Dear openABM community,
my background is in modeling of biochemical reaction networks using ordinary differential equations, but I have always had an interest into ABM.
Since I switched to ABM completely, I have been bugged by a recurring déjà vu of my early days in ODE modeling, and keep wondering why and whether I can contribute to change that:
Before SBML was established as a standard in ODE modeling in systems biology, people would publish their model as list of equations and parameters in the appendix, if not as equations and values embedded into the text. It was practically impossible to reimplement the models without the authors help.
In ABM it is the same nowadays, at least in many biological fields. I completely understand that it is a greater challenge in ABM than in ODE modeling to establish a somewhat common framework. And the ODD framework together with the sourcecode are almost as good, but they still leave a lot of room and miss one of the - in my opinion - best reasons for a common model definition language, namely that multiple software tools can read and understand the model. One does not have to understand the sourcecode of the author.
A machine readable common model definition language would have the following advantages, in my opinion:
- interoperability - you could protoype in one tool (e.g. Netlogo) and then export to the common language to run larger simulation tasks in other framworks (e.g. repast HPC)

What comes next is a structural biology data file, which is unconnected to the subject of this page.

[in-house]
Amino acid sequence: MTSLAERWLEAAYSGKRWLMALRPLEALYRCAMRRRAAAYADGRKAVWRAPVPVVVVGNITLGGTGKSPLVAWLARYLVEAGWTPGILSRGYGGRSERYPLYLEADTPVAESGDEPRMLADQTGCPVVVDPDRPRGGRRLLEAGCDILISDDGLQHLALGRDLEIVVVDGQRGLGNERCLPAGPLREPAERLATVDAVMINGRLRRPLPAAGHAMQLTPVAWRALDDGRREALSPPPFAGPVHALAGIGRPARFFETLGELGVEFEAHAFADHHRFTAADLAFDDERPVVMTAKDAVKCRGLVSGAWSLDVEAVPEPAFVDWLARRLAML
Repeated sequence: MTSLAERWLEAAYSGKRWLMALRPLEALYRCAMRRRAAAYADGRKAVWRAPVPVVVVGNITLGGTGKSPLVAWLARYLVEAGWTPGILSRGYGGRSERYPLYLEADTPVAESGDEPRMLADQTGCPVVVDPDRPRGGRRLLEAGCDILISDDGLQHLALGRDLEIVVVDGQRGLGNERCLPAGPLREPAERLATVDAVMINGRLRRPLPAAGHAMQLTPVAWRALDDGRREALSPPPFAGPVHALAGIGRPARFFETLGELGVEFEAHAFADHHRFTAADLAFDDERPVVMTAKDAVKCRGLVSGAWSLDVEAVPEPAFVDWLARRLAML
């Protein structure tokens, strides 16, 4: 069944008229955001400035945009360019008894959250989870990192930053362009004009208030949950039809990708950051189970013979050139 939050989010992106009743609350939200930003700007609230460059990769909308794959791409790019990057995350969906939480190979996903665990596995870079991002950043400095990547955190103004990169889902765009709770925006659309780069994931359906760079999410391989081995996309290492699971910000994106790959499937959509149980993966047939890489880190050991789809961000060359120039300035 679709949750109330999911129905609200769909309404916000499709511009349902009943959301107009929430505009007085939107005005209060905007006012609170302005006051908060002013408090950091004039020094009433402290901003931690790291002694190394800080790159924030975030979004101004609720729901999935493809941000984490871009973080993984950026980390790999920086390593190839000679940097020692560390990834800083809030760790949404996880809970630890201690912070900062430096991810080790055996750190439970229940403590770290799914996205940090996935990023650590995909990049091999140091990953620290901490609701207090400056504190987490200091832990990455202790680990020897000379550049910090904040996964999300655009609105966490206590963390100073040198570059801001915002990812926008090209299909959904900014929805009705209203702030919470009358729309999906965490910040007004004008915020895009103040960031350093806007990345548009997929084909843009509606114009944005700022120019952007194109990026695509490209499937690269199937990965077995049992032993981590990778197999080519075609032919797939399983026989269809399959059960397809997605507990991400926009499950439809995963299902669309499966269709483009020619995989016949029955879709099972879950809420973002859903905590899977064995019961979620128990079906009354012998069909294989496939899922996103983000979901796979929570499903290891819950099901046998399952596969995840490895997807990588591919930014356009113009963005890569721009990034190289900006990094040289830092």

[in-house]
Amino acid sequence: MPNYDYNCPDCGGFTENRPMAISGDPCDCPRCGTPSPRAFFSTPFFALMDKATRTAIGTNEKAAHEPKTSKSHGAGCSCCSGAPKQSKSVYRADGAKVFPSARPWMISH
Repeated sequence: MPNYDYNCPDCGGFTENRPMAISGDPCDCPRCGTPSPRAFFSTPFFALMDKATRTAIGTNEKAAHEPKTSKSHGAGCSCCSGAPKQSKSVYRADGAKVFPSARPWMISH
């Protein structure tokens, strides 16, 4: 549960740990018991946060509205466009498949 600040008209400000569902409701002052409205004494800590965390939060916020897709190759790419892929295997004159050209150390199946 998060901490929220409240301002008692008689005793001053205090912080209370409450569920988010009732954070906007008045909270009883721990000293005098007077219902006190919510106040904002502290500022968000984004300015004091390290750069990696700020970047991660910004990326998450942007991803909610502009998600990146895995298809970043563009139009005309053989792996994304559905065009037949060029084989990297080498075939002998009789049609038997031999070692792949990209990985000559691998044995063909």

- benchmarking - you could simply run benchmarks for all tools that offer support
- databases - you could establish databases to archive models (cmp biomodels.org for example)
- annotation - annotations could be inlcuded in the model definition to minimize ambiguity
- methodological motivation - software developers could reach a far bigger community and
Hence my questions: Does such a language or an initiave to it exist? Are there strong reasons against it? How can I help?
From the same point of view, there are more resources that might be of interest here as well: MIRIAM, sed-ml, etc, see http://co.mbine.org/standards
Also, such a standard doesn’t need to be completely common from the start, the definition and refinement of SBML has taken a long time and yet there are only a few tools that support all features of SBML today. In the case of an xml language, one could start with a minimum schema and then software developers can implement support for that schema or parts of it as they seem fit.
Of course something like this won’t work without a community of more senior researchers than me behind it, and maybe there are really good reasons against it, I would just like to know them.